Communicate evidence in a gender-inclusive way

NIPN, as an information management platform, can be used to give a voice to the most marginalised groups, disseminating information in a way that promotes their interests, for example gender equality. NIPN can thus serve to influence, capturing, consolidating and analysing existing data, identifying gaps on gender issues and highlighting relevant messages.

Civil society can use this window for communities to express gender discrepancies in data collection and analysis, as well as in the implementation of actions and policies. Raising the voices of women and girls will highlight the gender-specific needs to be captured in data collection and dissemination. However, gender-based discrimination affects all sexes, so it’s important not to assume that it only affects women. The ‘do no harm’ principle is key and must be considered throughout the process.

Communicating data should show evidence of gender inequalities or of the need for targeted interventions to avoid stigma or discrimination of targeted groups.
NIPN platforms should strive to communicate findings in a way that convinces audiences about the realities of gender inequality with regard to nutrition, keeping in mind that the potential benefits of gender-transformative changes affect society as a whole.

Data is a powerful tool to show that gender inequality is a real and ongoing issue.
NIPN’s goal with respect to gender-inclusive data communication is to select language and methods that can promote gender equality in NIPN’s written and audio-visual communications, as well as orally when meeting authorities or counterparts.

Language reflects attitude in communication

Word choice has a key role to play in achieving greater gender equality. The language should not infantilise women (e.g., by talking about girls instead of women), identify them by their role (mother/wife instead of woman) or assume that certain roles or jobs are performed by one gender (e.g., referring to policeman rather than police officer). In communication about nutrition, messages are often directed at ‘mothers’ rather than families, assuming that it is the mother who cares for the babies.

Ensuring fair visibility for men and women serves to eliminate the use of inaccurate representations and stereotypes, providing equitable visibility through diversity of experience and including different perspectives of women and men who face gender stereotypes in the same field of expertise. The same happens when vulnerabilities are identified: women and girls are labelled as vulnerable by default, without analysis as to whether men in that community may also be vulnerable, or whether women or girls are not. Messages should be carefully examined based on the following rules:

• Ensure that both women and men are represented: all sexes have equal responsibilities in eliminating or reducing gender inequalities and harmful gender stereotypes, especially in thematic areas such as nutrition.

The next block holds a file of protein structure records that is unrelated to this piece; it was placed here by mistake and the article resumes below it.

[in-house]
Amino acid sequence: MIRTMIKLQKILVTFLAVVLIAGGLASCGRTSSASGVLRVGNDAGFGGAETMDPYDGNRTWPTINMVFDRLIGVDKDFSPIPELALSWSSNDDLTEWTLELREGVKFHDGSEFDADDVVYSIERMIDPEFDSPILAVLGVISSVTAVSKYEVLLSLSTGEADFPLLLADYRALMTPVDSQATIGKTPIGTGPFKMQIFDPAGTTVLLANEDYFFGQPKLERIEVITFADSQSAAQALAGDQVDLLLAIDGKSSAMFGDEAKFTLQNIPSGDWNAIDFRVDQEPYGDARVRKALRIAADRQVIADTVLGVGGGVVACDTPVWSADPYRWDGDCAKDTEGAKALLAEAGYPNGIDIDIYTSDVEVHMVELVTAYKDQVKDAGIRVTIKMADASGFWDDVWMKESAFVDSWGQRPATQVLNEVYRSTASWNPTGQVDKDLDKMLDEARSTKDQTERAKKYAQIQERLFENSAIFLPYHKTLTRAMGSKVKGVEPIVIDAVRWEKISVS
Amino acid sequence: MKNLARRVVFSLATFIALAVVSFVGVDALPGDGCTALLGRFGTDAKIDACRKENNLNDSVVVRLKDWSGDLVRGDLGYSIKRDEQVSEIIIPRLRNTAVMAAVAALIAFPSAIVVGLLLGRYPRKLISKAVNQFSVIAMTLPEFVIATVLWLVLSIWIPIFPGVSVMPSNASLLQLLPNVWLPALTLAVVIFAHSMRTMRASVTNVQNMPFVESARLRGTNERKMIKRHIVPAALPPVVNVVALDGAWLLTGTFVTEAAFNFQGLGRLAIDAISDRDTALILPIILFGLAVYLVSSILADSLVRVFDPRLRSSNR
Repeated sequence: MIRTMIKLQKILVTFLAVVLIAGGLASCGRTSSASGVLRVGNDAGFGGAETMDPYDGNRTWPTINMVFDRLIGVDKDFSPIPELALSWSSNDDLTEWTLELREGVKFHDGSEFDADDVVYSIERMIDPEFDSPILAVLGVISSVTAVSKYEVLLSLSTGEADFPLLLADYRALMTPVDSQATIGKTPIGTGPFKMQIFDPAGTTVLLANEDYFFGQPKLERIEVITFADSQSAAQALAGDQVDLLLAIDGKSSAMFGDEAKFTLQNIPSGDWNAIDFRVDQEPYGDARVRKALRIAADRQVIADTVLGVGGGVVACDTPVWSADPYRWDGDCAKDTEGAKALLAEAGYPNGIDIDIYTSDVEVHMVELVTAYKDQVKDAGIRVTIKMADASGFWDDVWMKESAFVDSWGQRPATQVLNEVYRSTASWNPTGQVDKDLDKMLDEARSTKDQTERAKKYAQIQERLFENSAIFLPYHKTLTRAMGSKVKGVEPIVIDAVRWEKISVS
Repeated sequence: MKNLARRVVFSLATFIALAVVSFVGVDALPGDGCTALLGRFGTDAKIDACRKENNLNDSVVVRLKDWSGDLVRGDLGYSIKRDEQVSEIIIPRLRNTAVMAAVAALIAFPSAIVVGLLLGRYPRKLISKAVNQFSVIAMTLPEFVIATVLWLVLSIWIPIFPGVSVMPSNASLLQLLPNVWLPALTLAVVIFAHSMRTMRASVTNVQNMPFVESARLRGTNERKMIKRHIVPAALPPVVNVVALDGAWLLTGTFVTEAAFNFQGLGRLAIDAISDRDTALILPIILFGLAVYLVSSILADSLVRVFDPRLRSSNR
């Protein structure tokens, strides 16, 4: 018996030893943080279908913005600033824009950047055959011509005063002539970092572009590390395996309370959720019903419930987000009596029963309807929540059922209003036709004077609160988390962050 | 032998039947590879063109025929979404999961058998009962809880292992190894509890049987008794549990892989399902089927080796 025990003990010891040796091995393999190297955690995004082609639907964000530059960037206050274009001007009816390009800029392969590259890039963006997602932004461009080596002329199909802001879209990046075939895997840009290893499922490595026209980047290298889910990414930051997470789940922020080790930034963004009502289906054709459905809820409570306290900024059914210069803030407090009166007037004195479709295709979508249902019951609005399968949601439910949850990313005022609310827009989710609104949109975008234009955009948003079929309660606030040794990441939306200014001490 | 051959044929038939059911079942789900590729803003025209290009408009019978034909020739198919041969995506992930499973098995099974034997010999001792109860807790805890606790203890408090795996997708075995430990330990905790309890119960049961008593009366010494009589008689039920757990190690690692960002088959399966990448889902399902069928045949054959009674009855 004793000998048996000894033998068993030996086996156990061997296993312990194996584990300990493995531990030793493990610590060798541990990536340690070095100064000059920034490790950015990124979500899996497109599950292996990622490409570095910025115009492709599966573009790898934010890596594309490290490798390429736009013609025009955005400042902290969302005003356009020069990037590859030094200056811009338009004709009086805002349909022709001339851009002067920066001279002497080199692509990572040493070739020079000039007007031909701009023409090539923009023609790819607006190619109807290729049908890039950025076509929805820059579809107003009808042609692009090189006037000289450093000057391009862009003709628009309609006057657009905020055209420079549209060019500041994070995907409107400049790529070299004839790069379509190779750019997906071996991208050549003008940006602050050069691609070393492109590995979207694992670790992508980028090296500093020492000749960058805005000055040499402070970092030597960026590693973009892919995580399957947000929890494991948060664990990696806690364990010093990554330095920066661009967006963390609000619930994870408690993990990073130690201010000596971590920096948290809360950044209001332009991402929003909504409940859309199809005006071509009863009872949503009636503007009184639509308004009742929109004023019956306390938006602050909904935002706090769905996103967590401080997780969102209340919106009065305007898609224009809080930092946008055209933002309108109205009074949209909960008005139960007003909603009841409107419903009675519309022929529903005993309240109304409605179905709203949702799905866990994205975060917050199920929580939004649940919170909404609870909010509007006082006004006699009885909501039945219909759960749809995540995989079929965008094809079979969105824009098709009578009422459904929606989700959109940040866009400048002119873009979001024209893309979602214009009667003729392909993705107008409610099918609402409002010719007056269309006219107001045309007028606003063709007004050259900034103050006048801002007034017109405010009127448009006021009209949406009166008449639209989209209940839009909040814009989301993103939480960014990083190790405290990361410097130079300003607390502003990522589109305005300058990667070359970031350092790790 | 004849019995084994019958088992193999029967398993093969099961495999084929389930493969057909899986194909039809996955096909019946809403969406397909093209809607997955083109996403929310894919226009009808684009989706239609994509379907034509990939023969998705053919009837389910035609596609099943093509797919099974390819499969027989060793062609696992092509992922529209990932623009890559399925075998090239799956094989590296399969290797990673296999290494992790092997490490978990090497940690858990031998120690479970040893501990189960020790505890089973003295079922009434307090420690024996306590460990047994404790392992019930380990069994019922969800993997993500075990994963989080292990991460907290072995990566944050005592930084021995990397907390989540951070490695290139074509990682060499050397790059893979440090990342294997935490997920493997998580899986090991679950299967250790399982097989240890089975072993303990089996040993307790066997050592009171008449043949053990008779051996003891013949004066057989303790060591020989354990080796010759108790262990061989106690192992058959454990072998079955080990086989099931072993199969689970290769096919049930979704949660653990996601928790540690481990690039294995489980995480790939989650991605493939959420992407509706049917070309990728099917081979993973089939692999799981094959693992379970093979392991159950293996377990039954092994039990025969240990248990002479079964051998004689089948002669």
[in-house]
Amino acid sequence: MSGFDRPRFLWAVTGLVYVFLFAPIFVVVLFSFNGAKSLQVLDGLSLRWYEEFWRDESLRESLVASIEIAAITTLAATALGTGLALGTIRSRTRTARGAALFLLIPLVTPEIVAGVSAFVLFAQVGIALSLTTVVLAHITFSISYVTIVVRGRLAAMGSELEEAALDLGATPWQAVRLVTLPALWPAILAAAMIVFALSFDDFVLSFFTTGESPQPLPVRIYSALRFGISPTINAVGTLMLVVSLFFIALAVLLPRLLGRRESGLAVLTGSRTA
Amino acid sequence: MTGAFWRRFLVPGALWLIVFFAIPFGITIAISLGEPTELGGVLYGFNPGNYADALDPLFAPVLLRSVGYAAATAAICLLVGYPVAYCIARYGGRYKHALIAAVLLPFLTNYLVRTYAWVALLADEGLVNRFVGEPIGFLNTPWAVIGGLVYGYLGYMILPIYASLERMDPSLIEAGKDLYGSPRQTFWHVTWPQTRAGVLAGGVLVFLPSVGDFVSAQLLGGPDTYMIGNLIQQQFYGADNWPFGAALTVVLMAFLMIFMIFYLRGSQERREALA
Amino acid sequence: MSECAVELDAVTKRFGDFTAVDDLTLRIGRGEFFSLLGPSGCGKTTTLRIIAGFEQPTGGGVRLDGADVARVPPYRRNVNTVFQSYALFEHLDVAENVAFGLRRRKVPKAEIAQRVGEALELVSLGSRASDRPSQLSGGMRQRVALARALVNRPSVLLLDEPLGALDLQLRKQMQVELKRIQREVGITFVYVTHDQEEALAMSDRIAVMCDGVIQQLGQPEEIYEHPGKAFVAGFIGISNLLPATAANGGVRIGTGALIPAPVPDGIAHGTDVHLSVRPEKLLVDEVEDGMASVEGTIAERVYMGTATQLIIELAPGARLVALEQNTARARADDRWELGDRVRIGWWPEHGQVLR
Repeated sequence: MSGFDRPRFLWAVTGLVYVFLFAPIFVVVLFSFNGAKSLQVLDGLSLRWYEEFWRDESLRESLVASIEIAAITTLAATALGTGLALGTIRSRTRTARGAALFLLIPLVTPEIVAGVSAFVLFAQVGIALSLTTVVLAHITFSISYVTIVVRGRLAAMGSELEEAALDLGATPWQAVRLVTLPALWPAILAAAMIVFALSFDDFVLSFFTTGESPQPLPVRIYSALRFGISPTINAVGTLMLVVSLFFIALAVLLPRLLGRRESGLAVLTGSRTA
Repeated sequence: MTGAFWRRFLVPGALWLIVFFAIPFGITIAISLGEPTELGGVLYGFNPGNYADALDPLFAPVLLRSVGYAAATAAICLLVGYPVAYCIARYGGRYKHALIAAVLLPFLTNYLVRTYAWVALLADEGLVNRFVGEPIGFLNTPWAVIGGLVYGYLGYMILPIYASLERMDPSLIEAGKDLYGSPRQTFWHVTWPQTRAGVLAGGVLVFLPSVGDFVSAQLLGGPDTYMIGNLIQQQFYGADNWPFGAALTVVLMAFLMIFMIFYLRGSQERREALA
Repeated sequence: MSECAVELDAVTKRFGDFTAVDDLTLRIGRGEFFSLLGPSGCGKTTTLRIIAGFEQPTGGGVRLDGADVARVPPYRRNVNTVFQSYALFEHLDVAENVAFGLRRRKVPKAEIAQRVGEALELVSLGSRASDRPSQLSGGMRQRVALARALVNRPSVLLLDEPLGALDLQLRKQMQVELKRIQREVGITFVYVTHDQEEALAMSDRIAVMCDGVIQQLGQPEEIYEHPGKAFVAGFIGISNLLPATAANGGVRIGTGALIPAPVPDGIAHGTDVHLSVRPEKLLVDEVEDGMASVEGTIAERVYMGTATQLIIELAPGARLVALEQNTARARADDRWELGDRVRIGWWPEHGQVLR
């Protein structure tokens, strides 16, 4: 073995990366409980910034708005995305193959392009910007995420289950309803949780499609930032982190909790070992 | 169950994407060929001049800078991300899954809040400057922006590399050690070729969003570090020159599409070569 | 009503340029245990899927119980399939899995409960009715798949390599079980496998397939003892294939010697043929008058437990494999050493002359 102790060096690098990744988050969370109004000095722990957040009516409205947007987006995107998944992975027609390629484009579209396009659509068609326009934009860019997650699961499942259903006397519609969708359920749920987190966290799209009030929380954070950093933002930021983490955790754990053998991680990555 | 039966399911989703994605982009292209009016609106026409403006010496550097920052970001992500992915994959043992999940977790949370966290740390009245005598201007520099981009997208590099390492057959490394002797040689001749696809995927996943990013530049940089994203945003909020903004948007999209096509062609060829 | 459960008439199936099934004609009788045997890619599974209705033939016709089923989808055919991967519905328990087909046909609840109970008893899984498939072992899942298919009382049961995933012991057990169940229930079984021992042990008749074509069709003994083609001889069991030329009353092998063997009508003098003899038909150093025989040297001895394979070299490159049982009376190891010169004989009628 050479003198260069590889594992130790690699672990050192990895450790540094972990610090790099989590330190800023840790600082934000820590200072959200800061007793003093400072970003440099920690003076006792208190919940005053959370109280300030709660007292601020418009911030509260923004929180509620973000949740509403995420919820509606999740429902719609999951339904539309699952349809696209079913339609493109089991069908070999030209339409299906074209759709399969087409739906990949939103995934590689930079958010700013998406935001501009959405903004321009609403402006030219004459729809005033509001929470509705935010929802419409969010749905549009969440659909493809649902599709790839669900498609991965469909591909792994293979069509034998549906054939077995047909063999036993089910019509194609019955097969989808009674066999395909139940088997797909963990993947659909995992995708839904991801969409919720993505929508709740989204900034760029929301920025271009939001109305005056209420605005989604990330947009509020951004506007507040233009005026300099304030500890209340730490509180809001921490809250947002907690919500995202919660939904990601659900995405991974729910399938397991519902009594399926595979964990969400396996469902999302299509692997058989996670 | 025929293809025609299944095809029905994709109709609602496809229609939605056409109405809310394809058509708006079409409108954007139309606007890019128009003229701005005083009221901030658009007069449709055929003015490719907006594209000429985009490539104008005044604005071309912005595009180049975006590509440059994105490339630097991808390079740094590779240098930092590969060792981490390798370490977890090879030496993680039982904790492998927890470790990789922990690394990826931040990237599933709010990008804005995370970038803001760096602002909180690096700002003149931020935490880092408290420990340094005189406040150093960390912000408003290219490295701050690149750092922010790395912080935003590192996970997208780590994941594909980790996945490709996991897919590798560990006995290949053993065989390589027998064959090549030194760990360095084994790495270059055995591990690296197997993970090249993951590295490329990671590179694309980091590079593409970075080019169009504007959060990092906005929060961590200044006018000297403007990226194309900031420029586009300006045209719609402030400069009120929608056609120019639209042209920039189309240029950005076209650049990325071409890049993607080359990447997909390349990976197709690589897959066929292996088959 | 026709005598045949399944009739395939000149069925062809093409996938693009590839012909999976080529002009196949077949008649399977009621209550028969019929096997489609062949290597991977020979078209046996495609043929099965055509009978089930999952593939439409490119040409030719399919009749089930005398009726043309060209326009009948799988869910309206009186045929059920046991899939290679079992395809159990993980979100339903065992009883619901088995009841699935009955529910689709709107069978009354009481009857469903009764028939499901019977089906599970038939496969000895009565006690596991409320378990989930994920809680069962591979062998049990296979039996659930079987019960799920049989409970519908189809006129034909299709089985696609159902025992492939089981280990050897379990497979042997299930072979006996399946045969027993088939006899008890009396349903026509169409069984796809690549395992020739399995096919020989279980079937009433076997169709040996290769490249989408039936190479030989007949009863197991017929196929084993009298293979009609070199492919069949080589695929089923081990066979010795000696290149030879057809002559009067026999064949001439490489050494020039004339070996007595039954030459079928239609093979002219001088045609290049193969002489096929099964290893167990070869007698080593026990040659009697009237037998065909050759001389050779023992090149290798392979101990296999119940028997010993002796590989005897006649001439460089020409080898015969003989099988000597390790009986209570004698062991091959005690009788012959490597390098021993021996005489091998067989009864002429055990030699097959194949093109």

One action that contributes to promoting women’s empowerment is to promote gender parity in the panels and moderation of meetings, conferences and workshops, taking into account the needs, exposure and experiences of women and men.

• Avoid exclusionary forms and favour the use of equal forms: Word choice when writing a report or document to share with the public is a powerful tool for neutralising or perpetuating gender stereotypes and can prevent or reinforce assumptions about values, functions, roles and capabilities. Forms such as “he or she” when referring to a specific profession or a role may perpetuate gender stereotypes. In English, ‘they/them’ can often be used to avoid specific gender pronouns (see also page 18)’. The use of plural pronouns is then recommended, or even the use of pronouns by rephrasing the sentence to make it passive.

Another situation in which language reproduces gender biases occurs when it is addressed to men or women. Women are usually referred to by their marital or family status, or whether they are a mother or not (wife of, daughter of, sister of, mother of). This way of addressing women creates an imbalance and is disrespectful by eliminating the women as subjects but linked to a man (husband, father….). It is more appropriate to use the universally adopted form of “Ms.”

The use of stereotypes related to traits, behaviours, activities and appearances, as well as emotional characteristics of women and men (e.g., men are aggressive, women are more emotional) must be avoided. These small steps, taken in all NIPN communications, can help change perceptions of gender stereotypes and roles.

• The same applies to visual communication: Stereotypes can be revealed in the selection of colours (blue for men, pink for women) and graphic representation (women with children in their arms, men in office clothes). The selection of neutral colours such as orange, green or yellow contributes to the communication not being identified and directed to a single sector of society.

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